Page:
As a whole, fans of the Dodgers are often discredited for their gut reactions and passionate criticism when trying to evaluate the overall performance of their favorite club. However, this year, many followers of the team appear to be right on the money with their assessments. While the club has been rumored to be making strong pushes for several possible position player upgrades, the glaring needs are with the relief corps. And while it’s getting to the point when many folks start chattering about the playoffs, it’s hard to think the Dodgers can succeed with the options they have in house—even with one of the best closers in the game as their anchor.
Kenley Jansen has come under fire lately, as many critics continue to bring up that he’s not competing to the level he performed in 2017. This is obviously accurate, but the numbers that Kenley recorded last season were ridiculously phenomenal and may never be attained by him again. I’m not a big believer in using ERA as a measuring stick for relievers, but while it does stand for something, Jansen’s ERA of 1.32 last year was indeed remarkable. Even the great Mariano Rivera, a future Hall-of-Famer who Jansen is often compared to, never recorded an ERA below 1.40. A more reliable stat for relief pitchers is Fielding Independent Pitching or FIP. Jansen’s insane 1.31 FIP last year shattered Rivera’s career-best 1.88 FIP from 1996, which puts Kenley’s exceptional 2017 campaign into even better perspective.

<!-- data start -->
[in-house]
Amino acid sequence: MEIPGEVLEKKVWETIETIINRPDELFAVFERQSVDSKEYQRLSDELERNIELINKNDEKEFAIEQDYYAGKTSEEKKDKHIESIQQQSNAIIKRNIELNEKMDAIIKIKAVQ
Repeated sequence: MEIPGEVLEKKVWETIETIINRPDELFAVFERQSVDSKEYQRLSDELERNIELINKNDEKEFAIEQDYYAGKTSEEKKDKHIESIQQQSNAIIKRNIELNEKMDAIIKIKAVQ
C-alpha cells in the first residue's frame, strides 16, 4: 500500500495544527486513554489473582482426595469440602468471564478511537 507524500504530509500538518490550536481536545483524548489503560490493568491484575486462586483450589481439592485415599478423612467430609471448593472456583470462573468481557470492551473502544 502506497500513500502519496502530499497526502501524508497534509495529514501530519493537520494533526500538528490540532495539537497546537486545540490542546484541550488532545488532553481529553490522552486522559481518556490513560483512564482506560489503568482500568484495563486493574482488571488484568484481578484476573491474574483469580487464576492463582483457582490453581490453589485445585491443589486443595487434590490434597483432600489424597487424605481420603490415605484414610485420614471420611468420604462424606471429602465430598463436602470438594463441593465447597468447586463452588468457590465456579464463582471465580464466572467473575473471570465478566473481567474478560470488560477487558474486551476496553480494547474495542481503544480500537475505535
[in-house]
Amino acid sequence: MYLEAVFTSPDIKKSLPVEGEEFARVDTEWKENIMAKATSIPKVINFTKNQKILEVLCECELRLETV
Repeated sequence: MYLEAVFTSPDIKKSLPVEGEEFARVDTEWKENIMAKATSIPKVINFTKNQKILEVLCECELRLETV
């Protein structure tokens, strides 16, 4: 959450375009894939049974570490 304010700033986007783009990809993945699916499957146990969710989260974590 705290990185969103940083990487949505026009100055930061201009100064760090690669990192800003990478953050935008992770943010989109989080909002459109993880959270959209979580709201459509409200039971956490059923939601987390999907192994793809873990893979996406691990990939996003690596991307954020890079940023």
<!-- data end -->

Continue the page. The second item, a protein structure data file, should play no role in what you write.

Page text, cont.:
And, while Jansen’s 14.4 K/9 in 2017 was the second-best of his career, Rivera’s best was 10.9, which also came in 1996. I’m not using these comparisons to claim that Jansen is the better reliever; I’m just trying to illustrate how special his 2017 campaign actually was. And while it wouldn’t be surprising if he never reached those 2017 numbers again in his lifetime, it’s really not fair to keep drawing comparisons to what may end up being the benchmark season of his career.
Looking at the here and now, there’s the issue of velocity. While some make it sound like his pitch-speed has tanked drastically, it’s really not as bad as many perceive. Sure, his average cutter speed of 89.83 for the first several games of the year was horrific, but it was somewhat excusable considering that he saw limited action in Cactus League play, thanks primarily to a tender hamstring. In spite of that, according to Brooks Baseball, Jansen’s cutter during July of 2018 has averaged 92.56, which is down just a bit from his 93.84 mark measured from July of last season. Although 1.28 MPH can be seen as a significant amount of speed, it’s certainly not as drastic in the way that many are clamoring. Furthermore, he’s been using the two-seam much more this year, which may be affecting the release point of all his pitches, thus impacting his velocity.